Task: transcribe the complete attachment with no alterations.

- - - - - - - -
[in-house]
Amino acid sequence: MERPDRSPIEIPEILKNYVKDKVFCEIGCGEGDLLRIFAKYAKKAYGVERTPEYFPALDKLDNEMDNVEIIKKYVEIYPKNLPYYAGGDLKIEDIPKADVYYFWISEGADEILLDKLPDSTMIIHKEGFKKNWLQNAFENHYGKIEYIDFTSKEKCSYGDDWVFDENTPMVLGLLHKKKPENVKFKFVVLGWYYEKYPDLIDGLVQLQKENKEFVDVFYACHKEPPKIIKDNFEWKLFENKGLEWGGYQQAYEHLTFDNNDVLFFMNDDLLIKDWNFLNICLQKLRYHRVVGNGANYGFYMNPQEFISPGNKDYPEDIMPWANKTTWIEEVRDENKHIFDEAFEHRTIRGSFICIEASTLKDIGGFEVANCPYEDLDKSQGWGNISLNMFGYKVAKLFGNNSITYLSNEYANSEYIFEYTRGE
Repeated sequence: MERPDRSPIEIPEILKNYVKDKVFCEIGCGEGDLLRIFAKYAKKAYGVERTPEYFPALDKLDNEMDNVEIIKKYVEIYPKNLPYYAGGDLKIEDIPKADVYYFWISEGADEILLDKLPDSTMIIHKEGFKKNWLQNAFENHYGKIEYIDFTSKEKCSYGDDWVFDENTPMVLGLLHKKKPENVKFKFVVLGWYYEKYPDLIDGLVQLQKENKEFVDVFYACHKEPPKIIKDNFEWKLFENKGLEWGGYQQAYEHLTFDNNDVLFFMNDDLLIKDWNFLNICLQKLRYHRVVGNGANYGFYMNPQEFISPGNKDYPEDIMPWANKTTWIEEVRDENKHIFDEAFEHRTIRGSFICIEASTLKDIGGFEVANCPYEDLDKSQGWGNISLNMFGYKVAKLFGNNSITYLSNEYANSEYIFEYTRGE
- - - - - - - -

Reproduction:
[in-house]
Amino acid sequence: MERPDRSPIEIPEILKNYVKDKVFCEIGCGEGDLLRIFAKYAKKAYGVERTPEYFPALDKLDNEMDNVEIIKKYVEIYPKNLPYYAGGDLKIEDIPKADVYYFWISEGADEILLDKLPDSTMIIHKEGFKKNWLQNAFENHYGKIEYIDFTSKEKCSYGDDWVFDENTPMVLGLLHKKKPENVKFKFVVLGWYYEKYPDLIDGLVQLQKENKEFVDVFYACHKEPPKIIKDNFEWKLFENKGLEWGGYQQAYEHLTFDNNDVLFFMNDDLLIKDWNFLNICLQKLRYHRVVGNGANYGFYMNPQEFISPGNKDYPEDIMPWANKTTWIEEVRDENKHIFDEAFEHRTIRGSFICIEASTLKDIGGFEVANCPYEDLDKSQGWGNISLNMFGYKVAKLFGNNSITYLSNEYANSEYIFEYTRGE
Repeated sequence: MERPDRSPIEIPEILKNYVKDKVFCEIGCGEGDLLRIFAKYAKKAYGVERTPEYFPALDKLDNEMDNVEIIKKYVEIYPKNLPYYAGGDLKIEDIPKADVYYFWISEGADEILLDKLPDSTMIIHKEGFKKNWLQNAFENHYGKIEYIDFTSKEKCSYGDDWVFDENTPMVLGLLHKKKPENVKFKFVVLGWYYEKYPDLIDGLVQLQKENKEFVDVFYACHKEPPKIIKDNFEWKLFENKGLEWGGYQQAYEHLTFDNNDVLFFMNDDLLIKDWNFLNICLQKLRYHRVVGNGANYGFYMNPQEFISPGNKDYPEDIMPWANKTTWIEEVRDENKHIFDEAFEHRTIRGSFICIEASTLKDIGGFEVANCPYEDLDKSQGWGNISLNMFGYKVAKLFGNNSITYLSNEYANSEYIFEYTRGE